L-arginine: a unique amino acid for improving depressed wound immune function following hemorrhage

Eur Surg Res. Jan-Apr 2002;34(1-2):53-60. doi: 10.1159/000048888.

Abstract

Objective: To determine whether L-arginine has any salutary effects on wound immune cell function following trauma-hemorrhage.

Background: Depressed wound immune function contributes to an increased incidence of wound infections following hemorrhage. Although administration of L-arginine has been shown to restore depressed cell-mediated immune responses following hemorrhage potentially by maintaining organ blood flow, it remains unknown whether L-arginine has any salutary effects on the depressed local immune response at the wound site.

Methods: Male mice were subjected to a midline laparotomy and polyvinyl sponges were implanted subcutaneously in the abdominal wound prior to hemorrhage (35 +/- 5 mm Hg for 90 min and resuscitation) or sham operation. During resuscitation mice received 300 mg/kg body weight L-arginine or saline (vehicle). Sponges were harvested 24 h thereafter, wound fluid collected and wound immune cells cultured for 24 h in the presence of LPS. Pro- (IL-1 beta, IL-6) and anti-inflammatory (IL-10) cytokines were determined in the supernatants and the wound fluid. In addition, wounds were stained for IL-6 immunohistochemically. In a separate set of animals, skin and muscle blood flow was determined by microspheres.

Results: The capacity of wound immune cells to release IL-1 beta and IL-6 in vitro was significantly depressed in hemorrhaged mice receiving vehicle. Administration of L-arginine, however, improved wound immune cell function. In contrast, in vivo the increased IL-6 release at the wound site was decreased in L-arginine-treated mice following hemorrhage. Moreover, IL-10 levels were significantly increased in the wound fluid in hemorrhaged animals receiving L-arginine compared to vehicle-treated mice. In addition, the depressed skin and muscle blood flow after hemorrhage was restored by L-arginine.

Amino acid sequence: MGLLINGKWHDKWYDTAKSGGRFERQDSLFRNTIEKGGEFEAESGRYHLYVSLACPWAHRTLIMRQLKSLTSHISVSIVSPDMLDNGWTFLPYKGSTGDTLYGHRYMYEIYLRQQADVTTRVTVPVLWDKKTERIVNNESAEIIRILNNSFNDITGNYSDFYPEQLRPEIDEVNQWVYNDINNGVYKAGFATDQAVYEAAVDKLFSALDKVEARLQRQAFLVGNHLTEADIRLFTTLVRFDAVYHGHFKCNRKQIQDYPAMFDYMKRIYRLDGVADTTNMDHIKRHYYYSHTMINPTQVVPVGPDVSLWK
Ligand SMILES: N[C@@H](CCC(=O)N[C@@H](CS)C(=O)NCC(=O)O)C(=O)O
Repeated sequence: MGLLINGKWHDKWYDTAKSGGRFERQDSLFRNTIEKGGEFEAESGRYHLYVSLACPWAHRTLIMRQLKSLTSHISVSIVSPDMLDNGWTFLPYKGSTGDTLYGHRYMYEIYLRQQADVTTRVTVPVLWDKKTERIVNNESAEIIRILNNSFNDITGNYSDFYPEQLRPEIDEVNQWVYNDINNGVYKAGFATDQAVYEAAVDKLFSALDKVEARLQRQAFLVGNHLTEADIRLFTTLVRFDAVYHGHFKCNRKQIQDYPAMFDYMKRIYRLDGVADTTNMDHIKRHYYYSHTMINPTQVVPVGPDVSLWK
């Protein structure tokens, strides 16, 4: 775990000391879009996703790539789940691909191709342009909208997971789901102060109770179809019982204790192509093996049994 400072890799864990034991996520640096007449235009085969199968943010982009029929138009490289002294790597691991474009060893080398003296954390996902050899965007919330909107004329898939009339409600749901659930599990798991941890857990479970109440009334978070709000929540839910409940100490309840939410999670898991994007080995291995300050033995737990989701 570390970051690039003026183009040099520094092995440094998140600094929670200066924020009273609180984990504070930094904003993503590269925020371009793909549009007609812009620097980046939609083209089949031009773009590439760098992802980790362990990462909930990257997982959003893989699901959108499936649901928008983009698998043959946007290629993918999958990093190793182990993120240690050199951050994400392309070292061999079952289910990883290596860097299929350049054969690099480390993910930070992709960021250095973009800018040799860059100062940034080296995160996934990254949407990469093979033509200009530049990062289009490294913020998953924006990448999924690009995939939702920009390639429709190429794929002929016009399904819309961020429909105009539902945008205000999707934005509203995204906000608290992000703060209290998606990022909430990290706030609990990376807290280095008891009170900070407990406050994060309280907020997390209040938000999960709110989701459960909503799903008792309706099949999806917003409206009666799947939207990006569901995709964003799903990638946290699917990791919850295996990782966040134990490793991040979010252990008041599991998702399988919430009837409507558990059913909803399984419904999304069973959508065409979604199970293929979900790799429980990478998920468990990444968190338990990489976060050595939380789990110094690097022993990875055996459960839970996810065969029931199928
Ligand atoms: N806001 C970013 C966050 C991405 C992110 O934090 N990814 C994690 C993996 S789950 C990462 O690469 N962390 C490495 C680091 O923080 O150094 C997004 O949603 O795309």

Conclusions: Thus, L-arginine might improve local wound cell function by decreasing the inflammatory response at the wound site. Since L-arginine protected wound immune cell function this amino acid might represent a novel and useful adjunct to fluid resuscitation for decreasing wound complications following hemorrhage.

MeSH terms

  • Animals
  • Arginine / pharmacology*
  • Bacterial Infections / immunology
  • Bacterial Infections / prevention & control
  • Exudates and Transudates / chemistry
  • Exudates and Transudates / immunology
  • Interleukin-1 / analysis
  • Interleukin-1 / metabolism
  • Interleukin-10 / analysis
  • Interleukin-10 / metabolism
  • Interleukin-6 / analysis
  • Interleukin-6 / metabolism
  • Macrophages / cytology
  • Macrophages / metabolism
  • Male
  • Mice
  • Mice, Inbred C3H
  • Muscle, Skeletal / blood supply
  • Neutrophils / cytology
  • Neutrophils / metabolism
  • Regional Blood Flow / immunology
  • Shock, Hemorrhagic / immunology*
  • Skin / blood supply
  • Wound Healing / drug effects*
  • Wound Healing / immunology
  • Wounds and Injuries / drug therapy*
  • Wounds and Injuries / immunology*

Substances

  • Interleukin-1
  • Interleukin-6
  • Interleukin-10
  • Arginine